Money laundering cloud over UBS deal3 min read . Updated: 08 Jan 2009, 06:59 PM IST
Money laundering cloud over UBS deal
Money laundering cloud over UBS deal
Mumbai: The Reserve Bank of India (RBI) will not give its nod to UBS AG’s $118.2 million (Rs467 crore) plan to buy the Indian mutual fund business of Standard Chartered Bank as the Indian banking regulator has not received clarifications with regard to some transactions of the Swiss bank, possibly involving alleged money laundering out of India.
According to people close to the Indian apex bank, RBI has asked questions involving UBS and possible money laundering involving certain transactions of Hasan Ali Khan, a Pune-based stud farm owner that appear to be linked to UBS. These people, while declining to quantify the amounts involved, said the money found its way to Switzerland and is not accounted for.
Late Monday night, Manisha Girotra, managing director and chairperson of UBS India, couldn’t immediately be reached for comment. Messages sent to her mobile phone weren’t immediately returned. Mint was unable to locate Khan for comment.
It has been widely reported that Khan was being probed by Indian Income-tax department and enforcement directorate following enforcement raids on his residential and office premises in Mumbai, Pune and Hyderabad in January this year.
“The RBI did ask for clarifications from the bank, but has not received any response. Naturally, it cannot give its nod (to the mutual fund deal)," said one person who didn’t want to be identified. UBS, says this person, was keen to close the deal by 31 December.
His version is also corroborated by an official of India’s finance ministry, who too didn’t want to be identified. This person said the finance ministry has similar reservations about the deal and had communicated the same to RBI.
The ministry official said that a detailed note was sent by the revenue department of the ministry to the banking regulator sometime back, drawing RBI’s attention to certain incidents where UBS was involved. He declined to elaborate on the incidents.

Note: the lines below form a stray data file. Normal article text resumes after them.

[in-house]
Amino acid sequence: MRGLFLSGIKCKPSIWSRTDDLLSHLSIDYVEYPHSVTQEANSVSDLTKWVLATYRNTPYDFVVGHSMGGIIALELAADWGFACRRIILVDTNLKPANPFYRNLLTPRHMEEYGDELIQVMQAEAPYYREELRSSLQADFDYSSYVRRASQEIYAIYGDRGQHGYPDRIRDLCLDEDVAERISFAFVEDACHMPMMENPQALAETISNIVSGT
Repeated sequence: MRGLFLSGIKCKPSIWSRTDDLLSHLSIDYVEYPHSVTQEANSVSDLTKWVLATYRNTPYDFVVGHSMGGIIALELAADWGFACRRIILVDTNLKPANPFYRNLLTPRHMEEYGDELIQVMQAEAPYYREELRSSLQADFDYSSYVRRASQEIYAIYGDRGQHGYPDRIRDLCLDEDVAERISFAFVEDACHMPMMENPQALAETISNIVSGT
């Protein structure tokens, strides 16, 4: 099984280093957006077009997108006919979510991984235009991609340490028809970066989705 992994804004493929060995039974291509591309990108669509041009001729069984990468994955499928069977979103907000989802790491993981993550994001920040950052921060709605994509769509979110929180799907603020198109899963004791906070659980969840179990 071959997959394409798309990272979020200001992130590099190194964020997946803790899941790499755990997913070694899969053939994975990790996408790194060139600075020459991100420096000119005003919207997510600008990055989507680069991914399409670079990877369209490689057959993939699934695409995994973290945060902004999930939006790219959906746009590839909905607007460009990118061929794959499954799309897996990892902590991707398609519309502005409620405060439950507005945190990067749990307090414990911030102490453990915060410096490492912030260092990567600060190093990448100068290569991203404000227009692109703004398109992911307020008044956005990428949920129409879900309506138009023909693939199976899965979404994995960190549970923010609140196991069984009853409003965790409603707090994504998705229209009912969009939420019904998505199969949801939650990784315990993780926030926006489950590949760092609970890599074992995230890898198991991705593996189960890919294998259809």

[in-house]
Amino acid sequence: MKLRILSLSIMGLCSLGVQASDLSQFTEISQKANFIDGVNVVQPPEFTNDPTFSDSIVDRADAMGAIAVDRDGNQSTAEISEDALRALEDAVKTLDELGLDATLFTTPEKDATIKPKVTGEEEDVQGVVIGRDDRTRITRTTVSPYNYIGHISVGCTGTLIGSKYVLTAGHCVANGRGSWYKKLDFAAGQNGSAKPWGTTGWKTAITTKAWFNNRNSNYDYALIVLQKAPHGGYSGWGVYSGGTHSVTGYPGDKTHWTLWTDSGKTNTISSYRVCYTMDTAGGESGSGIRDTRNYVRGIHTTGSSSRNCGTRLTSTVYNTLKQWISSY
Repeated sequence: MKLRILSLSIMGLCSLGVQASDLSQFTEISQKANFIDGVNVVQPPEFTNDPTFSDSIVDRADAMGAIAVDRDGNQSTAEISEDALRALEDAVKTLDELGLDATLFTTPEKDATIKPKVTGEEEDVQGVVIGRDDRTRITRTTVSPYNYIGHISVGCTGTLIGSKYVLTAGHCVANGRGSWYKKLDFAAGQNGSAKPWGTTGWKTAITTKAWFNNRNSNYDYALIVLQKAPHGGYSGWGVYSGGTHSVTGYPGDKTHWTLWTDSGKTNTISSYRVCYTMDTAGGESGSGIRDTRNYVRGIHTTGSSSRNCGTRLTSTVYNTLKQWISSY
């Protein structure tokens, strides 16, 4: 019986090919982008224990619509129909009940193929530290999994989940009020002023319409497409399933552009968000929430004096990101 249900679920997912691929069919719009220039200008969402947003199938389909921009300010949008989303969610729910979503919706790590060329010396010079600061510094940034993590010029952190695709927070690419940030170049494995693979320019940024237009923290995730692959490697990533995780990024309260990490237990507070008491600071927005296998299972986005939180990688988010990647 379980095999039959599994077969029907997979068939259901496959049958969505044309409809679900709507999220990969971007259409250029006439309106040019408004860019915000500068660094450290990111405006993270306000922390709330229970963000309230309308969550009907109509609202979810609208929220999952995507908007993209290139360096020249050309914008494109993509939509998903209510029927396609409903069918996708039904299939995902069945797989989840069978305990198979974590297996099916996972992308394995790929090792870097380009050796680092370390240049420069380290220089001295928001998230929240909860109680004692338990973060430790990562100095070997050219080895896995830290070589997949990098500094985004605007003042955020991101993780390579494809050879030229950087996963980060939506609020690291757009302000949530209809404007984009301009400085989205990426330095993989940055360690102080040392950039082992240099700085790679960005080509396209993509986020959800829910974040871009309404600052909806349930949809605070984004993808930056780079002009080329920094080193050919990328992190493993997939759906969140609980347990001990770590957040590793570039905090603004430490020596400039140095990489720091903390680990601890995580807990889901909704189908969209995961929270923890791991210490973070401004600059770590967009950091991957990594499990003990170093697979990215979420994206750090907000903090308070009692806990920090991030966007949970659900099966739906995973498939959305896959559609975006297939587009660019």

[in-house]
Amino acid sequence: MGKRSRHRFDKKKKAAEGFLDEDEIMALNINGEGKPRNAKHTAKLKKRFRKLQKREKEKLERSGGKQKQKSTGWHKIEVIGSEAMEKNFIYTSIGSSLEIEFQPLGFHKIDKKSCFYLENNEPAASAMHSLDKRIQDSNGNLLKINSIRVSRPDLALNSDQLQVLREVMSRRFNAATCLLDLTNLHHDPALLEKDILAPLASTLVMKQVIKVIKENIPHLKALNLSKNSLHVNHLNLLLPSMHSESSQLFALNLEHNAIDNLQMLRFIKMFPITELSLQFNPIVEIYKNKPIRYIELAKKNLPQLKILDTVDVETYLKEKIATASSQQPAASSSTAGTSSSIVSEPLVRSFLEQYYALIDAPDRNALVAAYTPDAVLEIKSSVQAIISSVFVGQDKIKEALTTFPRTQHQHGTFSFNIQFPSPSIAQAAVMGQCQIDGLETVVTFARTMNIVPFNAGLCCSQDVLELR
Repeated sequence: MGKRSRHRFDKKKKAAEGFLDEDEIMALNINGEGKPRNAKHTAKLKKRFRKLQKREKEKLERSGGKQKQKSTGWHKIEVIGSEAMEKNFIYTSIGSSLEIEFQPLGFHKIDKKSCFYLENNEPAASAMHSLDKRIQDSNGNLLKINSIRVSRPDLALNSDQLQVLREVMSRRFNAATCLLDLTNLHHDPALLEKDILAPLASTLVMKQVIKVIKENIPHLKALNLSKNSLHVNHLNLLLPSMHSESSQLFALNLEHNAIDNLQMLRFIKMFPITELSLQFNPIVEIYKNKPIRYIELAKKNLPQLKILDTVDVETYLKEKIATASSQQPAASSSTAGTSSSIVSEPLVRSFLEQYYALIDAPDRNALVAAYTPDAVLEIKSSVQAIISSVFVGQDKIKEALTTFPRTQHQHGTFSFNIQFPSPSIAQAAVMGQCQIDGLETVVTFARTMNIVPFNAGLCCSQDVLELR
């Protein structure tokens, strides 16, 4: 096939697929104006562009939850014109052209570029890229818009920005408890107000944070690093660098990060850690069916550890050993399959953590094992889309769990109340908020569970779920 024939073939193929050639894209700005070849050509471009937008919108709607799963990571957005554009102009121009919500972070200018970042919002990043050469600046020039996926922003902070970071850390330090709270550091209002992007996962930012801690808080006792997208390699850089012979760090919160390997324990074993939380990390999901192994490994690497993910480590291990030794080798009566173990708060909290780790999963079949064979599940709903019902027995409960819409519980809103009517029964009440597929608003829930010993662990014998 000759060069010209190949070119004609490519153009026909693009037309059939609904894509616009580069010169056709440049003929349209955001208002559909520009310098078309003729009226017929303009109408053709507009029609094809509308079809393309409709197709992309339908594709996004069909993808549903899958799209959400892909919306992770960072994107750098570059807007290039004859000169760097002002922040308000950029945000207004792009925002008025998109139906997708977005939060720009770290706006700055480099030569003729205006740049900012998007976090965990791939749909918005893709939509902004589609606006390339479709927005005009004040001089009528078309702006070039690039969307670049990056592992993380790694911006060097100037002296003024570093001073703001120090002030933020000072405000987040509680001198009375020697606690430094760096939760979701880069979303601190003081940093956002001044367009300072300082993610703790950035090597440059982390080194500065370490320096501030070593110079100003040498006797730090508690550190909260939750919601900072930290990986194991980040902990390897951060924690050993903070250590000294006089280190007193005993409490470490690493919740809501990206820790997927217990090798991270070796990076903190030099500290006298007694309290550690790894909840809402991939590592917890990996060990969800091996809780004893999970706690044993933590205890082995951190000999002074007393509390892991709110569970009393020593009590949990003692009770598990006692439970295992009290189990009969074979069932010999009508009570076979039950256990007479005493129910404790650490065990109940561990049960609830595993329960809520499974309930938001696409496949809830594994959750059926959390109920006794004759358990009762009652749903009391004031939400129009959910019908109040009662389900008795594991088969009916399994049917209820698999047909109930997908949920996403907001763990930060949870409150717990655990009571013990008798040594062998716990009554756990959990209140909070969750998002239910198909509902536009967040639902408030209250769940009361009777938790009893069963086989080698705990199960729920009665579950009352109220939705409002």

He also said the ministry never directed the banking regulator to not give its nod, but merely drew its attention to some incidents.
UBS said in January that subject to regulatory approvals, it would buy the British bank’s mutual funds business in India through the purchase of 100% of Standard Chartered Asset Management Co. Pvt. Ltd and Standard Chartered Trustee Pvt. Ltd.
Monday’s The Economic Times reported that UBS had resubmitted an application to RBI, but was unlikely to get approval in time to meet Standard Chartered’s time table.
A spokeswoman for RBI told Reuters earlier Monday that the bank doesn’t comment on individual applications. A spokesman for UBS in Hong Kong also told the new agency: “We consider our discussions with the regulator to be confidential." Reuters said the head of Standard Chartered Asset Management Co. in India also declined to comment.
Standard Chartered would have the option of calling for fresh bids in a couple of weeks if UBS had not completed the deal by then, according to a mutual fund manager cited by Reuters.
“They have time till about 5 January, but it’s very unlikely that they will get the RBI approval so soon," said this fund manager, who may be a potential suitor if the business was put up for sale again and asked not to be named.
Standard Chartered Mutual Fund has assets worth about Rs14,300 crore, or nearly 3% of the market. UBS is bulking up its asset management interests in Asia, and also formed a strategic alliance with Standard Chartered for fund distribution in India.
A deal would catapult any potential suitor into the Top 10 mutual funds in India by assets, the source said.
India’s 32-strong mutual fund sector is seeing increasing interest from global asset managers encouraged by a booming economy that is boosting incomes and investments.
Mutual funds accounted for 4.8% of the country’s savings in 2006/07, up from just 0.4% two years earlier.
At the time of the January deal, Standard Chartered business in India manage 16 mutual funds, 10 of which are fixed income, two asset allocation and four in equities. It is the ninth largest mutual fund manager in India with a 4% share of the domestic market and is headquartered in Mumbai with offices in 27 other Indian cities.
Rina Chandran and Nishant Kumar of Reuters contributed to this story.